Also performing DeCesare’s music at the shrine’s Divine Mercy Mass and other services will be a choir from Mater Eclesiae College, Greenville; Scott Morency, coordinator of the music ministry at St. Francis Xavier Church, East Providence; and Stacey Geer, coordinator o the music ministry at St. Mary Church, Providence.
“It’s a great honor to be included,” said Morency, noting that he accompanied the choir from St. Brendan Church, Riverside in 1991, and had the privilege of meeting the late pontiff.
“This event is exciting in many ways,” added Geer, adding that it was an honor to work with DeCesare and to perform before a global audience.
“I realize that I’m doing something very important and very special,” she said. “I’m conveying God’s message through song. I try to convey that message as best as I can.”
Naoise Johnston, academic secretary and librarian at Mater Ecclesiae College, said 35 consecrated women will sing at the shrine this weekend.
“The shrine is a favorite pilgrimage spot for us,” she said. “It’s just a blessing for us to go and to celebrate with so many other believers the feast of God’s divine mercy on the day of Pope John Paul’s beatification.”
Printed with permission from Rhode Island Catholic, newspaper for the Diocese of Providence, R.I.
Washington D.C., Apr 30, 2011 (CNA/EWTN News) - A U.S. court of appeals panel has said the U.S. government can use federal funding for embryonic stem cell research. The decision reverses a judge’s injunction last year, but does not end the original legal challenge.
In a 2-1 decision, the court said that opponents of taxpayer funding for the research are not likely to succeed in a lawsuit to stop it and so funding may continue. However, the original lawsuit can still proceed before U.S. District Judge Royce Lamberth.
The ruling reverses Judge Lamberth’s August 2010 decision which said the research likely violates the 1996 Dickey-Wicker Amendment that bans funding the destruction of human embryos.
Private money has been used to destroy the embryos, whose cells can reproduce in lab dishes indefinitely, Fox News reports. The Obama administration has issued rules permitting taxpayer dollars to work on these cell lines.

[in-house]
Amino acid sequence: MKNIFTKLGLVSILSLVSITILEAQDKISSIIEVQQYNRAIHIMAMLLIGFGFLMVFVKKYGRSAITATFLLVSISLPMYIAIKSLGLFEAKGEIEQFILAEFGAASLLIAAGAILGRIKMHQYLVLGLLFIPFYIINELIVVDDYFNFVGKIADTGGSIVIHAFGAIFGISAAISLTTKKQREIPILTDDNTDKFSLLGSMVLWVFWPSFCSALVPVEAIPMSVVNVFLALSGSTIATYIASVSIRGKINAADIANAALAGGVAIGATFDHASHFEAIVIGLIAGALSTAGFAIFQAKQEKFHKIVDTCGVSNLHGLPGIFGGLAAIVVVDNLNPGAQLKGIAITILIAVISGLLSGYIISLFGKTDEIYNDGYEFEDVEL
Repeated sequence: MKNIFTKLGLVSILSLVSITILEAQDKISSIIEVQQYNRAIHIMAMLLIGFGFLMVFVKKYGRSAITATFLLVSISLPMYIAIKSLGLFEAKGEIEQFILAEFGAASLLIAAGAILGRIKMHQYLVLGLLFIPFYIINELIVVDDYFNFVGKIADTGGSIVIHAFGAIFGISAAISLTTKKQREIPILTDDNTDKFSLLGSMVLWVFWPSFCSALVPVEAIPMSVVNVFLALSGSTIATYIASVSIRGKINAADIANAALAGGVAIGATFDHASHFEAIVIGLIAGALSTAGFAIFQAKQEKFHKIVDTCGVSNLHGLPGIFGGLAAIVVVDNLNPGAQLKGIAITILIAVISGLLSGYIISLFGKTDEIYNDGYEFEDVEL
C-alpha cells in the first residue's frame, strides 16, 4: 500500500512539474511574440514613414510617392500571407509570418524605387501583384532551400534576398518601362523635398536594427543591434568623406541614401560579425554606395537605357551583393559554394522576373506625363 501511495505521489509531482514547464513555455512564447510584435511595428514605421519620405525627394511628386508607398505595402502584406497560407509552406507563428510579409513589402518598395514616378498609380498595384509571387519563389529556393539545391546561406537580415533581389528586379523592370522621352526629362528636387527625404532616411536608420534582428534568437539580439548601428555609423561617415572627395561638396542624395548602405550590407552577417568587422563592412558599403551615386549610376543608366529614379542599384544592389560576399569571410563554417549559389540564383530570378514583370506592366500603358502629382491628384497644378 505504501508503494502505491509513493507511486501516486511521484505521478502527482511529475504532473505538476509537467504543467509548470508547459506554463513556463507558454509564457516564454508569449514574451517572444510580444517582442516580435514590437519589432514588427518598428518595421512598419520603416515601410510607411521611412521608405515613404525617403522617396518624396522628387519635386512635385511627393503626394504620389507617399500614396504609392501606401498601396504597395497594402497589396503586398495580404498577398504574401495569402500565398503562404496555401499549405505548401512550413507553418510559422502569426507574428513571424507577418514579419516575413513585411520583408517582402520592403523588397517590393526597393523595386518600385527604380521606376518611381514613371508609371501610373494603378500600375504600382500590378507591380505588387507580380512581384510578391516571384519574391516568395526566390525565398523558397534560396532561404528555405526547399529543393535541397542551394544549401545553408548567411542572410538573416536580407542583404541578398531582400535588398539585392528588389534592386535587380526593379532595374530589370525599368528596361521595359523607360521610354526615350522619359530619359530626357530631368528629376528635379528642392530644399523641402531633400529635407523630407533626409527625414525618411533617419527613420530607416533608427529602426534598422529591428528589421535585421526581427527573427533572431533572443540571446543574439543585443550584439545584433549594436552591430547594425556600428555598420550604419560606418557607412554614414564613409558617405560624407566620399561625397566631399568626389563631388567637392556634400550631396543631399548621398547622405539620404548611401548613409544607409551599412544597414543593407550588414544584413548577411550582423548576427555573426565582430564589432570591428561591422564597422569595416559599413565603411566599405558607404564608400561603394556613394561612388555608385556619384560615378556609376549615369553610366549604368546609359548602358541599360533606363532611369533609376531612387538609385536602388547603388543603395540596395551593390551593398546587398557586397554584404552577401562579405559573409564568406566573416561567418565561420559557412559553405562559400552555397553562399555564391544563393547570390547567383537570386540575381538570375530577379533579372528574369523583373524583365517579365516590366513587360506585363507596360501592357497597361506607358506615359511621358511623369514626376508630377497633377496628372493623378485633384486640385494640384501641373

Two doctors who conduct research in adult stem cells, James Sherley of the Boston Biomedical Research Institute and Theresa Deisher of AVM Biotechnology, had challenged the legality of the funding. They also argued that the administration’s rules will result in increased competition for limited federal funding and will injure their ability to compete successfully for research money from the National Institutes of Health.
The Obama administration had immediately appealed Judge Lamberth’s injunction against the funding. The court panel agreed that the injunction would impose a substantial hardship on stem cell researchers at the National Institutes of Health, particularly because it would halt multi-year projects already in progress.
The majority opinion also noted that Congress has re-enacted the 1996 law year after year with the knowledge that the government has been funding embryonic stem cell research since 2001. They said this was evidence that Congress considers such funding permissible, the Associated Press reports.
The opinion was written by Reagan nominee Judge Douglas Ginsburg and supported by George W. Bush nominee Judge Thomas Griffith. Judge Karen LeCraft Henderson, a nominee of George H.W. Bush, dissented.
Judge Henderson thought that the lawsuit was likely to succeed. She argued her colleagues performed “linguistic jujitsu” by turning a straightforward case into a complicated 21-page ruling “that would make Rube Goldberg tip his hat.”
Backers of embryonic stem cell research say the research has the potential to address some of the most difficult areas in medicine, including treatments for spinal cord injury, diabetes, and Parkinson’s disease.
CNA contacted the U.S. bishops’ pro-life secretariat for comment but spokespersons were not available.
Catholic bioethicist Fr. Thomas Berg, director of the Westchester Institute for Ethics & the Human Person, had praised Judge Lamberth’s decision to block the research funding.
He thought the judge correctly interpreted the intention of Congress in the original wording of the Dickey-Wicker Amendment, he told CNA in August 2010.
Fr. Berg said funding embryonic stem cell research is “complicity in the destruction of individual, embryonic human persons.”
“You were once an embryo. That’s a simple matter of scientific and biological facts,” he continued. “The human embryo is already a human being. It is already a human person at an early stage of development. The arbitrary isolation of that embryonic stage has no logical footing to stand on.”
Lincoln, Neb., Apr 30, 2011 (CNA) - Cathedral of the Risen Christ grade school in Lincoln, Neb. started a new program for students in grades 6-8 last fall: the abbey program.